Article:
In other words, the last half of the film works beautifully. Once the story is all Joan’s, rather than a screenwriter or playwright’s speculation, all the professional Hollywood spit and polish that made the first half a drag comes to its rescue. Joan herself couldn’t have asked for a better setting to deliver the careful, cutting phrases that have rung through the centuries.

All to the same tragic end of course and director Victor Fleming died shortly after thinking the film a failure.

That’s too bad. He and Bergman did not produce a masterpiece. But they did add something to a bottomless narrative that is one of the central stories of Christendom, one which, if it can never quite be caught entirely, still throws off flashes of lightning, be it in the starkest black and white….

…or the most glorious Technicolor.

I KNOW….LET’S DEDICATE A SONG TO FUTURE POSSIBILITIES….

…In this case, the possibility that one of the two major American political parties will find itself on the verge of extinction in the coming year. Sure, there have been promises of such for decades. The party in ascendance is always confident they’ve put the dormant party away for good!

And it never happens.

But this year has begun filled with promise. Heck it’s not even completely out of the question that both parties could be taking on water by November.

And, should that happen, I will renew this dedication with glee.

But just in case these yahoos let met down yet again, I want them to know how I’ll feel, no matter who’s sitting under the gallows come next week or next fall…Trump, Clinton, Mueller…I’m doin’ fine now, without you baby, or any poor sod who had faith in you….whoever you are.

 

 

TO MOBY…BY MOBY…FROM ME…BEFORE THEY MAKE US SHARE A CELL (Late Night Dedication)

…and to our times, where we’ve lived to see the day when someone who once made a great rock and roll record admits to also being a CIA asset.

Mind you, I’m not saying he’s the only one….Just the first one we know about.

And what I really love about his great record is that it sounds exactly like the kind of record an informant would make.

Play it Brother. (Uh, you don’t mind if I call you “Brother” right?)….I hope not, ’cause I believe you man…You should hear what they’ve been telling me!

What was I saying?

Oh, yeah.

Play it…

 

‘TIS THE SEASON….OF TRUMP (At the Multiplex: December, 2017)

I ventured out more than usual in December…mostly I just didn’t feel like staying home. But–and this is my idea of cheerful–you can learn things from watching the world die.

Star Wars: The Last Jedi (2017)
D. Rian Johnson

I don’t remember this shot from the movie, so it might be a publicity still. Either way, I’d say it’s a problem when the Wookie has more charisma than the human. Doubly so if the human is supposed to be the center of the new galaxy far-far-away’s multi-culti dynamic.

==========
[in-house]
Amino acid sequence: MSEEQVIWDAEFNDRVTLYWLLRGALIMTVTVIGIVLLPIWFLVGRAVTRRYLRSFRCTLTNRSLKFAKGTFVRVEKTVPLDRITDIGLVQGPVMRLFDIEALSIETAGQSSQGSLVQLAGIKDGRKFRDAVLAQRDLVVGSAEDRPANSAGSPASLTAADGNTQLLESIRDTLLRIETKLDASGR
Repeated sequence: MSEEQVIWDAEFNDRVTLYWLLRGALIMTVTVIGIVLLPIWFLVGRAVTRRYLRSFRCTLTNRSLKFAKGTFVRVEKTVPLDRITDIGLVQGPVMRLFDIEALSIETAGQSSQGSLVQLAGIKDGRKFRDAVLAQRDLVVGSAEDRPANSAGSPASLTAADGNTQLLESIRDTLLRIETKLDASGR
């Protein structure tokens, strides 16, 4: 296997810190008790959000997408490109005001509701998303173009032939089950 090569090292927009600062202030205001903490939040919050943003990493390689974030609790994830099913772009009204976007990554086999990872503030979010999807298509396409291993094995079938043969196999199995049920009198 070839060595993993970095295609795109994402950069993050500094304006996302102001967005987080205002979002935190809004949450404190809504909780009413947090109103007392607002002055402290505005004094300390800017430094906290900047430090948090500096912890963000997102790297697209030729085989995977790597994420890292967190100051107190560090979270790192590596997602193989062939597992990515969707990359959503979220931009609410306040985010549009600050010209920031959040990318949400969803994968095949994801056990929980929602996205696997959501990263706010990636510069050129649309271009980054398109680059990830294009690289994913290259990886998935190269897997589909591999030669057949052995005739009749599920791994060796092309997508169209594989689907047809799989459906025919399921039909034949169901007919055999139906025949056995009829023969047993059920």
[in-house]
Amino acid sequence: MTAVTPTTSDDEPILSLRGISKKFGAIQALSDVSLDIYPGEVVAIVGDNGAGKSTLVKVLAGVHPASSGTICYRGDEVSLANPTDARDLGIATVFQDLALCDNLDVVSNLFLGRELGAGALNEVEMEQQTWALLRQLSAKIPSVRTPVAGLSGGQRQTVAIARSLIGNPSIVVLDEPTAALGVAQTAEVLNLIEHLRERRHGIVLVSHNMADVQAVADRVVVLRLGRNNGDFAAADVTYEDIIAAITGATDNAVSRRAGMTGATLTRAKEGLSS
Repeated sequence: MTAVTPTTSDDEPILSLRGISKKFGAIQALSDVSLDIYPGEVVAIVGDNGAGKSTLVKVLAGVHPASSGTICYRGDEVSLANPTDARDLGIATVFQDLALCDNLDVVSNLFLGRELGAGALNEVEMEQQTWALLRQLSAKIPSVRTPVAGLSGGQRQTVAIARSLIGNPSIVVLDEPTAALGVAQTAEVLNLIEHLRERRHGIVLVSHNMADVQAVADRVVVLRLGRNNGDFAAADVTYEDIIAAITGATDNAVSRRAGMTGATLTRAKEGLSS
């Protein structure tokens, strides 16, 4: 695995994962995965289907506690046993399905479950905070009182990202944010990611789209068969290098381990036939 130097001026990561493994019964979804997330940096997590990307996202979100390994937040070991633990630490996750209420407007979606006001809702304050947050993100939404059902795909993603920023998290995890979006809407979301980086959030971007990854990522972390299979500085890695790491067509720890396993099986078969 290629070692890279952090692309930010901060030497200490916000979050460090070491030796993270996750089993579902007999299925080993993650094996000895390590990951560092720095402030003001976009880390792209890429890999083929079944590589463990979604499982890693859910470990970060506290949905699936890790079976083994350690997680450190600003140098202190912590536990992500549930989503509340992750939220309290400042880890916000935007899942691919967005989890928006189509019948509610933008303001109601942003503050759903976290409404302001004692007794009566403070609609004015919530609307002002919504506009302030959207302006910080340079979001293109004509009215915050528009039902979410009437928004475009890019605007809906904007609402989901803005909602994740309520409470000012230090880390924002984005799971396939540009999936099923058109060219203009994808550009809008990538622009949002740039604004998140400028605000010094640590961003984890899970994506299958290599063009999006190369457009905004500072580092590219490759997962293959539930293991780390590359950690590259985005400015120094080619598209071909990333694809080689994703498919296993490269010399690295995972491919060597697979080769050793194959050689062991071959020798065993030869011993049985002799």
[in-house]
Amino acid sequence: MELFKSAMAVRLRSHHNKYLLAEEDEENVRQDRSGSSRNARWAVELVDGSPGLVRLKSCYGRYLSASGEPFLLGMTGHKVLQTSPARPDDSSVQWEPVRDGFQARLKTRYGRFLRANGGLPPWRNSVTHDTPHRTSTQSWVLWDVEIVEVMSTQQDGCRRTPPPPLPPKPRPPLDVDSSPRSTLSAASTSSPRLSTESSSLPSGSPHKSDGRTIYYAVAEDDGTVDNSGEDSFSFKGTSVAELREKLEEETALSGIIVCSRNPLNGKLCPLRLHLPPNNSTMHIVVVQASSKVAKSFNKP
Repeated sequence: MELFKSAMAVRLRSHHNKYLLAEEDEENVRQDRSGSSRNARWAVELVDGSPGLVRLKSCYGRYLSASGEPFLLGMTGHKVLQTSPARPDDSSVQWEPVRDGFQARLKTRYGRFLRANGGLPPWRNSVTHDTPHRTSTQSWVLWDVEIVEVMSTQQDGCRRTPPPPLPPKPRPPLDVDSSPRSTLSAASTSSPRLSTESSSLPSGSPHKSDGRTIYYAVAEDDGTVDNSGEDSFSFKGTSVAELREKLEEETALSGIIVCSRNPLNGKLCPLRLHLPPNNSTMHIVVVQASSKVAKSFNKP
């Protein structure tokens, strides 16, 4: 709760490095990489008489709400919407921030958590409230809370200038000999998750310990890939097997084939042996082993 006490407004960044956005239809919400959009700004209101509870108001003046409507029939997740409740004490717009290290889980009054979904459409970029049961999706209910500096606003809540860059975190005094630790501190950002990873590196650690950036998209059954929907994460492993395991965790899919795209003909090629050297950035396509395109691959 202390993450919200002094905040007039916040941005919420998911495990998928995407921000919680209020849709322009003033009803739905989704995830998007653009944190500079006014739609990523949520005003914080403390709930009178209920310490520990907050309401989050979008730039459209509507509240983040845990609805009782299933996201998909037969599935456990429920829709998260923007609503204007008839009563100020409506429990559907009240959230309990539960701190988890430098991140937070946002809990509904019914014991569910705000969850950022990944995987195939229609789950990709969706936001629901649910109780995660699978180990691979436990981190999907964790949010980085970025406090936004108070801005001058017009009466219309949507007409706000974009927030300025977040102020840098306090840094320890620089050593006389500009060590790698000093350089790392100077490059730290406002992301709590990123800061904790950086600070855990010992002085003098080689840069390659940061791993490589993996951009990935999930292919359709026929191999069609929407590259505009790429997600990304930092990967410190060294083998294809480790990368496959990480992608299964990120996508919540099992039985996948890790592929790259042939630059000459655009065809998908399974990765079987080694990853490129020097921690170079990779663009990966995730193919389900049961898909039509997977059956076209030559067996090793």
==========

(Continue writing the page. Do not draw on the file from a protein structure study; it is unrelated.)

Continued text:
Given the size of that central problem–assuming any under-forties can still radiate star power (I don’t get out nearly enough to make a final judgment but, based on what I have seen, the signs aren’t good), it isn’t the under-forties who are now expected to carry the central franchise of the modern world, the one which, imagination having gone the way of all flesh, all others must extend or debunk the way mold either feeds on or destroys what it attaches to–it’s amazing that the Star Wars franchise still entertains, even if I can’t imagine wanting to see anything but the original trilogy again before I die.

And it does entertain. At least if you’ve become as good at turning your brain off as I have.

Since this is the only movie here that isn’t specifically about Donald Trump–or at very least Trumpism–I blame him for lowering our expectations. Seems to be the going thing.

Catch it in the theaters. On the small screen the effects won’t be nearly as overwhelming and you’ll be stuck with the actors, none of whom are named Harrison Ford (for that, you’ll need to catch the Blade Runner update, which is incomprehensible and fantastic). Carrie Fisher, in her last role, is reduced to Earth Mother status, the very ethos she shook off like dead skin in her life and the original Star Wars movies. Mark Hamill is fine and, except for a brief appearance by Benecio Del Toro, the only point of strictly human contact to be found. Laura Dern, playing Earth Mother to the thousandth power, and against whom I held no previous grudge, actually performs a miracle of physics by creating film history’s first Black Hole right there on the screen where her character should be.